E-commerce Link: Design by Wire
Most Web projects include the task of wireframing site interactions to visually convey page-level design thinking. It's the wireframe that details the minutiae of how a site will work—detail that's required to create a useful, usable and engaging site. It's ironic that this core deliverable, the foundation for all subsequent design work, is so often misunderstood.
More than once, I've presented researched and thoughtful interaction designs only to receive feedback that the logo needs to be bigger and the "Terms and Conditions" link should read "Policies and Notices."
While these are easy adjustments to make, this type of feedback does not bode well for later stages of the site design process. Wireframes met with agreement and nodding without question or discussion are not being critically considered by clients. Issues will almost certainly surface later when designs become more tangible. At that point, it's difficult to make substantive changes without schedule shifts and rework.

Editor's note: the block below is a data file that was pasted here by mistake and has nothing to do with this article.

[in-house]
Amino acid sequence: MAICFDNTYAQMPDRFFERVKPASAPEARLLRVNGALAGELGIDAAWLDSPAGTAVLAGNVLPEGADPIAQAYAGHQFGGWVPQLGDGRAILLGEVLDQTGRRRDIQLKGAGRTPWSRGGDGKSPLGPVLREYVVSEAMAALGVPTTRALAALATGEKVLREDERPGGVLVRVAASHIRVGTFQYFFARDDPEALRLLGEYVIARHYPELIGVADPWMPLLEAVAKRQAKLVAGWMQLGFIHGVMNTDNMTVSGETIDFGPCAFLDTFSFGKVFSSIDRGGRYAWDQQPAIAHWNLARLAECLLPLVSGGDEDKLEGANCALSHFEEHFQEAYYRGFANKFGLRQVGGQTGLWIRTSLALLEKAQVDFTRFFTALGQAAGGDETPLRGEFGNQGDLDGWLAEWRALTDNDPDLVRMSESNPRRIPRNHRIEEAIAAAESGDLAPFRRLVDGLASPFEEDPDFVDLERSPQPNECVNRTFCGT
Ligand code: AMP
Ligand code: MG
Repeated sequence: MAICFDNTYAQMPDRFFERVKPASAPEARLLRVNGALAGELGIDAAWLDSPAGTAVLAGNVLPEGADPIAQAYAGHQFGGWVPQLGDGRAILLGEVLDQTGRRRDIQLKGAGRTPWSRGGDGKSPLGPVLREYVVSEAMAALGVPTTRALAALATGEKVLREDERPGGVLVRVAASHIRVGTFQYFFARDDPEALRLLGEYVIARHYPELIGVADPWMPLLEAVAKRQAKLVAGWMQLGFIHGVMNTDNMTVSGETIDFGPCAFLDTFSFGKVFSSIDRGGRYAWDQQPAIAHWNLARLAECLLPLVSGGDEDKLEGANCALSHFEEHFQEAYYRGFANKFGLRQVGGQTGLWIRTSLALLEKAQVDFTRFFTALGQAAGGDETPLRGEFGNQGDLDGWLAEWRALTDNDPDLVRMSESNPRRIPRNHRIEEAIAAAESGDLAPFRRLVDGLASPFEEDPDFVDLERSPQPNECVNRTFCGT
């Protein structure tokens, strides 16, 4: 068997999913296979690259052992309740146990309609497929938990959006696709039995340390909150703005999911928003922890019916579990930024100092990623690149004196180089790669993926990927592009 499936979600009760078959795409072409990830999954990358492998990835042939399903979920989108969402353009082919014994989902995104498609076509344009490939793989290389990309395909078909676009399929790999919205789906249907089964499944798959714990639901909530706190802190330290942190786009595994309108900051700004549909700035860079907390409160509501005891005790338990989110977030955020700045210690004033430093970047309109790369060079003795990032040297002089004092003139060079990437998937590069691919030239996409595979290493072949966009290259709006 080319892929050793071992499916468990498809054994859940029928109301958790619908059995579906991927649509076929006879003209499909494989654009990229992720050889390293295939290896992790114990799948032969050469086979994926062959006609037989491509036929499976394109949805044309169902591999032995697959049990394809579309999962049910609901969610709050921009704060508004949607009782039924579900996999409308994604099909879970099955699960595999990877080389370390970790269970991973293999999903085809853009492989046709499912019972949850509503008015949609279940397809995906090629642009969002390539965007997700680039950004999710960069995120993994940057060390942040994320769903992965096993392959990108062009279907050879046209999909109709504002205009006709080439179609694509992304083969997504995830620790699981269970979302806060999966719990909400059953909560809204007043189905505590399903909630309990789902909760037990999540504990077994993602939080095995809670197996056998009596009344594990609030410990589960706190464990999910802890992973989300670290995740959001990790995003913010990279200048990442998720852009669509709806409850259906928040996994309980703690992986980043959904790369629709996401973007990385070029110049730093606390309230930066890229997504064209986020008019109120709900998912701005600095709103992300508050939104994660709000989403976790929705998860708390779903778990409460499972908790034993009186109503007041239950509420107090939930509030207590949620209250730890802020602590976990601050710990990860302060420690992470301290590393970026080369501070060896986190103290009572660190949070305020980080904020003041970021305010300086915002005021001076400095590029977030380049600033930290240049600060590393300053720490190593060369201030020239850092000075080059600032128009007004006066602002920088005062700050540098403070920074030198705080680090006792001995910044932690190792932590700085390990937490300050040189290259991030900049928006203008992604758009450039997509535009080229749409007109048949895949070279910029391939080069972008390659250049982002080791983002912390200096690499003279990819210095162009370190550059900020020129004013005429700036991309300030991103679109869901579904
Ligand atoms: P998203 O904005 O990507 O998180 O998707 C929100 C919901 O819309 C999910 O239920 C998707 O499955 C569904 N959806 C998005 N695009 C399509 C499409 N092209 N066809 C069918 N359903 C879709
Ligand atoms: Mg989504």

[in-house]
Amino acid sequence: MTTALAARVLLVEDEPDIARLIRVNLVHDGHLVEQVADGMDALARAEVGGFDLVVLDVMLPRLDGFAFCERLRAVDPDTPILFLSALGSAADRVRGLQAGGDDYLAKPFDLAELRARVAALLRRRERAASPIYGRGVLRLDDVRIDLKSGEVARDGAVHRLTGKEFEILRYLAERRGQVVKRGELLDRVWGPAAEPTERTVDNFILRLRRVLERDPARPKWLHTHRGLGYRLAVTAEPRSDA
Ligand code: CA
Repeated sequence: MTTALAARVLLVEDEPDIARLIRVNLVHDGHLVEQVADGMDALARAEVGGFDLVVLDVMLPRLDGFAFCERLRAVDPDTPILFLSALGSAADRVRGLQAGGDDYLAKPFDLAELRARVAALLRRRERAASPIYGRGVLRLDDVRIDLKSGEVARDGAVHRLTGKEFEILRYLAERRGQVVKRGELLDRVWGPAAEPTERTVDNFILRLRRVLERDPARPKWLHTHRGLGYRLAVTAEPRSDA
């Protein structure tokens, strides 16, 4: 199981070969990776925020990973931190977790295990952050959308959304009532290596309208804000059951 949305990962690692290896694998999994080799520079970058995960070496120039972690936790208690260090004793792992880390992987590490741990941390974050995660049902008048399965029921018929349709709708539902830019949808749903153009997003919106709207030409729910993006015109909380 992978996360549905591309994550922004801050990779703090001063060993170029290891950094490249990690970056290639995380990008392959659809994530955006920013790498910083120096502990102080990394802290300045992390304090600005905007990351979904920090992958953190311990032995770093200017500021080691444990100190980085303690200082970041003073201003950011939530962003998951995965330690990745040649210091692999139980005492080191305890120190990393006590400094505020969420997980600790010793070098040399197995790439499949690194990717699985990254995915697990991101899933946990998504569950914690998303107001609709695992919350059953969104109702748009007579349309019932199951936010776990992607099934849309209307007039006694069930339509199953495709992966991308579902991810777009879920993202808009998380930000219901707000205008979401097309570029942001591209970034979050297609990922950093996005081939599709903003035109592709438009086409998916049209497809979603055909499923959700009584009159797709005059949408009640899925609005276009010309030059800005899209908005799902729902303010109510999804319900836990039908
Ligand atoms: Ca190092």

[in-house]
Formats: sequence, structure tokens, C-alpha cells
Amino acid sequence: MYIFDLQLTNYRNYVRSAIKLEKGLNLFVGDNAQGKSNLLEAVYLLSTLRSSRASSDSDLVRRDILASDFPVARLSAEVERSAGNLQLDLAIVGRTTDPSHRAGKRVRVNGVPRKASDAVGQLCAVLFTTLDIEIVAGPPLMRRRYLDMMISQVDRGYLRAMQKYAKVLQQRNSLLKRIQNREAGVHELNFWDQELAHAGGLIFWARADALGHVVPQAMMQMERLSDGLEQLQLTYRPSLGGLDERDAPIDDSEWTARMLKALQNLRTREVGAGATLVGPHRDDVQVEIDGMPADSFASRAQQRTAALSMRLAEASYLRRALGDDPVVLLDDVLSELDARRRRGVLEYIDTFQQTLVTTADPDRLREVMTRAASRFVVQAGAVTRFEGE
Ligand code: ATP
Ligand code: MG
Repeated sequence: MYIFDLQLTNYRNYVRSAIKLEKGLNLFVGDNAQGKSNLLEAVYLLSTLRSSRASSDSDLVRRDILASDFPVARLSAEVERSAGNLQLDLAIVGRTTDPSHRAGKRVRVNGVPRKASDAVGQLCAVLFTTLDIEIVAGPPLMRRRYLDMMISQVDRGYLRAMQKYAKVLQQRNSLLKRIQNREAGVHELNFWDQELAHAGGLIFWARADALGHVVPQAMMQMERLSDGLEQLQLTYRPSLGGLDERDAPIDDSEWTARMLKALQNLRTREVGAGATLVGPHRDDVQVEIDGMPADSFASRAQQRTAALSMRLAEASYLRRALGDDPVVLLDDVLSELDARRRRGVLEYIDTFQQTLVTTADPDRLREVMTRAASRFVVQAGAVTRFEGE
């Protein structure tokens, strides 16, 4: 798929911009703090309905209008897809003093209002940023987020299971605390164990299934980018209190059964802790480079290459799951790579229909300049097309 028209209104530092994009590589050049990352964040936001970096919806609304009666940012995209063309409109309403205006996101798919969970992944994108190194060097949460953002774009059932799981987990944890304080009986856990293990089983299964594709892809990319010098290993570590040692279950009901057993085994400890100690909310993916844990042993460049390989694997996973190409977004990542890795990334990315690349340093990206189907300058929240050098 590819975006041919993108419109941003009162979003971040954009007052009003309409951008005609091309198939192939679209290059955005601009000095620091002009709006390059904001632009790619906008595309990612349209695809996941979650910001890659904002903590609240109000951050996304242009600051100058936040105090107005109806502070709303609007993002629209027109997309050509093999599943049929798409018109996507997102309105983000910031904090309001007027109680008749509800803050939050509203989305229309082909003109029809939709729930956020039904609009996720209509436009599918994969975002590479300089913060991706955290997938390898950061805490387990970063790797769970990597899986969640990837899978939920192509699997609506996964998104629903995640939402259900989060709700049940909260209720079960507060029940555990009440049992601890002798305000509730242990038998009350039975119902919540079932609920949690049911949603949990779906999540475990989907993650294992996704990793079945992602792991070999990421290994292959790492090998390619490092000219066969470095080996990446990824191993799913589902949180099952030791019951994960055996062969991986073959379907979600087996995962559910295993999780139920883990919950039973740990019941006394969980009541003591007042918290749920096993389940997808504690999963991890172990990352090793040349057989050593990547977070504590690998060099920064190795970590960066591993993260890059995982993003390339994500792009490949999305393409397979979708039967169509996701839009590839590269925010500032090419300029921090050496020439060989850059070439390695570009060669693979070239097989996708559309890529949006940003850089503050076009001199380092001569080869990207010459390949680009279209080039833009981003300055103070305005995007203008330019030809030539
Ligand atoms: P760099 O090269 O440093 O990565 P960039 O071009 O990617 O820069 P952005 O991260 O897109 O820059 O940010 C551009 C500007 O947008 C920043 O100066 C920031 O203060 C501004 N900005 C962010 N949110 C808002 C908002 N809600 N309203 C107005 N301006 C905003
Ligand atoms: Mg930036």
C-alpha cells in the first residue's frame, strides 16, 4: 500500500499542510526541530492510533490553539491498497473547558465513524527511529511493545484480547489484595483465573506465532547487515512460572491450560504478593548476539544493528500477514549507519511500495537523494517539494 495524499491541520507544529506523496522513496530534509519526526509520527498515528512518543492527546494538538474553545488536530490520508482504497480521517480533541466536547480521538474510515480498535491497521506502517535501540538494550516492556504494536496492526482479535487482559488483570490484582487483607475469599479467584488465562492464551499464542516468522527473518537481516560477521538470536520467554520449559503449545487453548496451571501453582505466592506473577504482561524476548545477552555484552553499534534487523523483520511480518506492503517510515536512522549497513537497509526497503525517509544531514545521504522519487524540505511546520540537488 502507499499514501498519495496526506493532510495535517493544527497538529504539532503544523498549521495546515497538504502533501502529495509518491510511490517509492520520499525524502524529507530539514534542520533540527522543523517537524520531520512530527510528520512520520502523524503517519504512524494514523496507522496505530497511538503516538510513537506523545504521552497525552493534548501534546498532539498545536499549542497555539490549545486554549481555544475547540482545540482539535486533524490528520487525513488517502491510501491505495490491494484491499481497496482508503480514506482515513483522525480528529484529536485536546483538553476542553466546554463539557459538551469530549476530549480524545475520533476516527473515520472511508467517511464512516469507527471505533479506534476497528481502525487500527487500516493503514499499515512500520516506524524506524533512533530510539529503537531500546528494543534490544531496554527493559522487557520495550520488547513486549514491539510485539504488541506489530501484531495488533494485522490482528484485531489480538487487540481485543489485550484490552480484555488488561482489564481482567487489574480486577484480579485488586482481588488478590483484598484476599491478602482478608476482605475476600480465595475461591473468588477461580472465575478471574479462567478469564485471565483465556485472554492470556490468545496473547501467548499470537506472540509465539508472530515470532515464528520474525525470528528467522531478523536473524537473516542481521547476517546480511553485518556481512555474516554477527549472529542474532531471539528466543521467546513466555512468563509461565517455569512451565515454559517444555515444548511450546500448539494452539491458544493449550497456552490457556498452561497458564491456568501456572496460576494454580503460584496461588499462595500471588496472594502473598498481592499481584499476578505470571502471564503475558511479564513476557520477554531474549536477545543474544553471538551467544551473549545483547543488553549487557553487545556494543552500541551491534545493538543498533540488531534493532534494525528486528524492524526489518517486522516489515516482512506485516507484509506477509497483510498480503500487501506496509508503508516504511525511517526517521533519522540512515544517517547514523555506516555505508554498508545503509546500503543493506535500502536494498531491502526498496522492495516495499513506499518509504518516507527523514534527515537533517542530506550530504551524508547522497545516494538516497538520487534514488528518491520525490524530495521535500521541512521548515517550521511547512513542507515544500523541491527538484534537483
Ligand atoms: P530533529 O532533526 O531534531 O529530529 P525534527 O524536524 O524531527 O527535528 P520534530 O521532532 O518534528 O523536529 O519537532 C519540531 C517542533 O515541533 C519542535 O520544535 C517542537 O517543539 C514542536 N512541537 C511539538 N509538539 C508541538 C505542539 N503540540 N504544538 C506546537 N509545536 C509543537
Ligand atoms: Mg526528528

Admittedly, wireframes can be difficult to read and can have limitations. Clients (whether internal stakeholders or external client teams) cannot see beyond the boxes and arrows to understand a site design's functional intent. It's hard to interpret from static drawings how dynamic interactions will work or feel. Because wireframes generally represent page templates, as opposed to unique pages, clients must envision each scenario where a template will be used, and how the content for that scenario will populate content zones. Still, user experience professionals present wires, request feedback and are surprised to get little of value back from client partners. Perhaps it's time to improve the process.
Here are six tips to make documentation more clear to client teams, enabling them to provide meaningful and actionable feedback on your work.
1. Don't skip from the title page straight to the wireframes. It's tempting to get right to business and start a wireframe review by jumping into the very first wire. Stop. Remember, your clients are experts in their own fields, not the field of interaction design. During initial reviews, it's as important to introduce them to the concept and purpose of wireframing as it is to discuss the specifics of their project.